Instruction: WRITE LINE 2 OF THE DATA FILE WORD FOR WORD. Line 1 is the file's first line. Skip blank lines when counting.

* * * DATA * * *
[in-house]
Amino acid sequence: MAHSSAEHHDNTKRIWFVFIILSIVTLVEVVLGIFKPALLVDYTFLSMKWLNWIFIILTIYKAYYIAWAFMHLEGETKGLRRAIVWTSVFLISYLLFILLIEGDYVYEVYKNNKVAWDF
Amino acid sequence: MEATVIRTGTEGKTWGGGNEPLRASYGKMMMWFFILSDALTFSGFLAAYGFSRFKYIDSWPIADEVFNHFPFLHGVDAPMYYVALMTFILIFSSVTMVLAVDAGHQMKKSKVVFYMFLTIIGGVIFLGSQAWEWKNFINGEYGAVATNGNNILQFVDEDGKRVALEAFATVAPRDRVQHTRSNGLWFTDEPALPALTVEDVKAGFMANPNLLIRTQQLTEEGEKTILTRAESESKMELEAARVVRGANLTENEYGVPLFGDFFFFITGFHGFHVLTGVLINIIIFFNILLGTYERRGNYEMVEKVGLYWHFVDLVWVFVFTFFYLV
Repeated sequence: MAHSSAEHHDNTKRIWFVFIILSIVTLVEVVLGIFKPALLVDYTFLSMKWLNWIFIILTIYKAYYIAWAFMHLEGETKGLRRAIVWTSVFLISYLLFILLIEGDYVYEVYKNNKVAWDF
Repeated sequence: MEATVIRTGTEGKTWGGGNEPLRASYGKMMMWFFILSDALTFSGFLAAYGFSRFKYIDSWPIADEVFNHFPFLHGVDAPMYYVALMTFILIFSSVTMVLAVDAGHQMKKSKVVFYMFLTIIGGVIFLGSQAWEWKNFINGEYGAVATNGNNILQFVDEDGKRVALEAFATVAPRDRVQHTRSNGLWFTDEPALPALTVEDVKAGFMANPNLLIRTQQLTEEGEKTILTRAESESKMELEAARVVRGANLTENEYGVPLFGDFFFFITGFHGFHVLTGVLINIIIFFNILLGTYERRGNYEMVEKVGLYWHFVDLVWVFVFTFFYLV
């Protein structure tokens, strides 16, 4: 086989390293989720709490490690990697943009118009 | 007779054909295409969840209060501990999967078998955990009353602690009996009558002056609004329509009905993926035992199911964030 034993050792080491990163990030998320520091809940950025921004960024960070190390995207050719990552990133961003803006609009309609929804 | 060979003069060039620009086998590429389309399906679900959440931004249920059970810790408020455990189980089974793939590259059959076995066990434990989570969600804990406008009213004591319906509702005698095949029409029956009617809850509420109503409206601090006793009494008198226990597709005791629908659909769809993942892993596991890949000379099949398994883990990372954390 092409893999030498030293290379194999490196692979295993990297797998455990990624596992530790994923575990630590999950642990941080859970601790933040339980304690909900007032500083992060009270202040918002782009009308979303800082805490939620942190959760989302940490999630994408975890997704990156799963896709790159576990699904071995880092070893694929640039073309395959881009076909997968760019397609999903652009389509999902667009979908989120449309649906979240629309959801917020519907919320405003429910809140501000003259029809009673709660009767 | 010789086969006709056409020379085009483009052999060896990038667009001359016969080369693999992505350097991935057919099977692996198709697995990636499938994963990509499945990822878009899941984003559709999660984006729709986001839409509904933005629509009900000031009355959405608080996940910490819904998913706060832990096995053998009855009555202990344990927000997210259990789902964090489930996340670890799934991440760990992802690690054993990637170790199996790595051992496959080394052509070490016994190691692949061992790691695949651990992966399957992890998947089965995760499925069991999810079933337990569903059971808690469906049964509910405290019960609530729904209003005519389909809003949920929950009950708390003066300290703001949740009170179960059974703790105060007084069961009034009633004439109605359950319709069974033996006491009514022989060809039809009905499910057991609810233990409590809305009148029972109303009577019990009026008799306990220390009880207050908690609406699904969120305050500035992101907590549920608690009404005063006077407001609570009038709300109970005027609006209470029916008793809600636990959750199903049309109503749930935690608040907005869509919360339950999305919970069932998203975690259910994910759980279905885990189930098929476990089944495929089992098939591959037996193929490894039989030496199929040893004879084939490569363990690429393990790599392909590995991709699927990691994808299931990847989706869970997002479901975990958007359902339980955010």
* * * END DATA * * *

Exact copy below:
Amino acid sequence: MAHSSAEHHDNTKRIWFVFIILSIVTLVEVVLGIFKPALLVDYTFLSMKWLNWIFIILTIYKAYYIAWAFMHLEGETKGLRRAIVWTSVFLISYLLFILLIEGDYVYEVYKNNKVAWDF